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2000-07-22-07 Ovarian cyst, torsion © Heinen www.thefetus.net/


Ovarian cyst, torsion 

Fernando L. Heinen MD*, Alfredo Camargo MD#, Patricia Farias MD#

*Pediatric Surgery, and #Imaging dept of Fetal Surgery Program Hospital Italiano de Buenos Aires, Argentina 

This healthy G1P1 29-year-old mother with uneventful gestation, has an ultrasound at 30 weeks. The examination demonstrates a single female fetus with a multilocular, 35 by 50 mm, pelvic cystic mass.

Initially there were 2 cystic structures one of them later regressed. Images 2 and 3 demonstrate a small amount of fetal ascitis, which later resolved. 

A follicular ovarian cyst was initially suspected and considered the most likely diagnosis. Teratoma and lymphangioma were also entertained as differential diagnosis. No other maternal or fetal abnormalities were found during the ultrasound monitoring of the pregnancy.

Postnatally the healthy, 3.300 g baby girl, presented with a similar cystic mass, measuring 35 mm in diameter, which was observed in several ultrasounds performed in a weekly basis.

 

Ultrasound at 50 days.

Against our counseling, the parents elected to watch and wait for spontaneous resolution of the cystic mass, despite signs of possible hemorrhage and torsion (low level of intracystic debris). Detailed explanations were given to the parents concerning the probable consequences to the remaining ovarian tissue adjacent to the cyst if torsion occurred. They refused treatment until 70 days of life as the baby remained healthy, thriving and totally asymptomatic.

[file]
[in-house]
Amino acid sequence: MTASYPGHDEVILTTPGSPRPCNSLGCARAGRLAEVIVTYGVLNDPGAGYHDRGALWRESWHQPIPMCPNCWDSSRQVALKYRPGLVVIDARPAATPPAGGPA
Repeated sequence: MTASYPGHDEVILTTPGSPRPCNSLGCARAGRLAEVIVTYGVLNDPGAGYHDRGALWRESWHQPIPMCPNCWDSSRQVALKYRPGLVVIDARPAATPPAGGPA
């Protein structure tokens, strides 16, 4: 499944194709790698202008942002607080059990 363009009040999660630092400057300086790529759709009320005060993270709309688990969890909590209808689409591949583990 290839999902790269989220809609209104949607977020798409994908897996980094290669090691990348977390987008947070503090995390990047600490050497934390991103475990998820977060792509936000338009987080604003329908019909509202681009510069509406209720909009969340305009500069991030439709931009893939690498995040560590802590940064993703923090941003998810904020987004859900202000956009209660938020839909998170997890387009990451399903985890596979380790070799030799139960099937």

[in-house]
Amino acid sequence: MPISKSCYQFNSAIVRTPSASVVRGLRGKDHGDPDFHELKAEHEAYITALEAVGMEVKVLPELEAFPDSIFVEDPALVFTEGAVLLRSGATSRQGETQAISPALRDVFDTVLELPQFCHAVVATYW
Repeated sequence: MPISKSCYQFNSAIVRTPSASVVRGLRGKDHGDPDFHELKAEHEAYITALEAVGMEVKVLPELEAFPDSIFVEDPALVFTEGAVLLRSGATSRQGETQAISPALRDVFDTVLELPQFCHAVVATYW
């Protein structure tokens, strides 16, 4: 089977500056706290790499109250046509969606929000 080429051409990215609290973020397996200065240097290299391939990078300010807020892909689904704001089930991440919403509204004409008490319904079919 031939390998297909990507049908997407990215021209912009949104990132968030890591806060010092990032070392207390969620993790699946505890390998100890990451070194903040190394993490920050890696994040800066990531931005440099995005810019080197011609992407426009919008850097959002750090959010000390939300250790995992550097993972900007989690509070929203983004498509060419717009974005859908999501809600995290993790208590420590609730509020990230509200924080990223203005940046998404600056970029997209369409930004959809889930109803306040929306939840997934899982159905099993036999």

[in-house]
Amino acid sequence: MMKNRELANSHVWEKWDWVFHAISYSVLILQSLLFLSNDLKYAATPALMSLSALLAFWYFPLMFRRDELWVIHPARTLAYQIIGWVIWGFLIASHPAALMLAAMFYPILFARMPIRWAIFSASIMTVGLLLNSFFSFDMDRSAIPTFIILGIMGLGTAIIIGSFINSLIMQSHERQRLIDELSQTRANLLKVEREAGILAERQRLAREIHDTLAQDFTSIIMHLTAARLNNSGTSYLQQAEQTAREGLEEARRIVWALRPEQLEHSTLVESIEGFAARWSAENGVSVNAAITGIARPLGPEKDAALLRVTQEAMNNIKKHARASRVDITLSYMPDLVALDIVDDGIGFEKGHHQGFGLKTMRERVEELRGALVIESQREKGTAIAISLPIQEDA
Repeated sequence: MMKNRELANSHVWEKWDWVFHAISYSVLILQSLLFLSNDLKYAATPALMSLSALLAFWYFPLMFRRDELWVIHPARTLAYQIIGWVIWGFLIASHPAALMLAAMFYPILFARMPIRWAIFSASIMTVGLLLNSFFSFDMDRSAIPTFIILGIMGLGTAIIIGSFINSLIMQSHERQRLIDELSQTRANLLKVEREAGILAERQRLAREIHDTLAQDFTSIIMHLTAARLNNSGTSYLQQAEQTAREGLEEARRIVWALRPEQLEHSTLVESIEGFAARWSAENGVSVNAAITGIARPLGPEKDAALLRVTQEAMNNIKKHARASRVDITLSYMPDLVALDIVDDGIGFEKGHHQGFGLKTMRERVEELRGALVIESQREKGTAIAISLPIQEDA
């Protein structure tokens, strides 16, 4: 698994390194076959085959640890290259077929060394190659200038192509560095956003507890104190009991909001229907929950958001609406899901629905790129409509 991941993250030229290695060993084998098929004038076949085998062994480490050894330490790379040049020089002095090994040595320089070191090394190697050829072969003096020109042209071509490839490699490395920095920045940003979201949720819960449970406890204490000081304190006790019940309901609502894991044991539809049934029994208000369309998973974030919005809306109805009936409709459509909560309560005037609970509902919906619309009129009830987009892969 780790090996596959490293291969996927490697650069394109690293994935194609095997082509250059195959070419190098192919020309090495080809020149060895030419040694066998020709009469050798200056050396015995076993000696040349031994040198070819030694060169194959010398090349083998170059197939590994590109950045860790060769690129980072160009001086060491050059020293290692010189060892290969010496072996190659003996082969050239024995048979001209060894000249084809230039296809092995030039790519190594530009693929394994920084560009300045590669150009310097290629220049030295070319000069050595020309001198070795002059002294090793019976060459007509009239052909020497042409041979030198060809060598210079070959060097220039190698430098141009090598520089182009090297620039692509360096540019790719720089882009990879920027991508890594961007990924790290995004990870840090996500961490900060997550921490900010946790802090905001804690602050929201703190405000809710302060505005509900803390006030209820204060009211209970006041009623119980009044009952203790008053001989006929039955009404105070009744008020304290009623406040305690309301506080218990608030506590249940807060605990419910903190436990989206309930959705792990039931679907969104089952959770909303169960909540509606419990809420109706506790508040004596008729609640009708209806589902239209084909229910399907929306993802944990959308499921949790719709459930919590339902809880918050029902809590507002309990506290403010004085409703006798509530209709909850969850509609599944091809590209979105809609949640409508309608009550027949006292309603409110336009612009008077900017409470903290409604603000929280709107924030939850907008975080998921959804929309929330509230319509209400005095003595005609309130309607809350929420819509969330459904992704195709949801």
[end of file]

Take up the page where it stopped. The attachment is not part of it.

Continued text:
They had obtained medical information elsewhere and were anxious and reluctant to accept surgical management. At 70 days of life, as the mass remained unchanged, with similar ultrasound appearance, we decided to insist and emphasized the need for a proper diagnosis and videolaparoscopy was accepted by the family. 
Under general anesthesia a 5mm scope was inserted and a necrotic mass was observed. This mass was extremely mobile and fragile. Through a small Pfannenstiel suprapubic incision, the brown color cystic mass was confirmed to be a necrotic ovary. It was the left, and not the right ovary as it was expected pre- and postnatally. The tube was twisted 7 times and also appeared compromised. 

The left mass and tube were resected and send to pathology. 

The right ovary and tube were normal. The baby went home uneventfully; her parents were surprised she was quite and peaceful as never before (I assume she was in pain due to the torsion).
I wonder if we would have been able to resolve the torsion if we had operated on earlier, as soon as the “sonographical sign of complicated cyst were first observed”. I assume a follicular cyst as most probable diagnosis but pathology report is pending.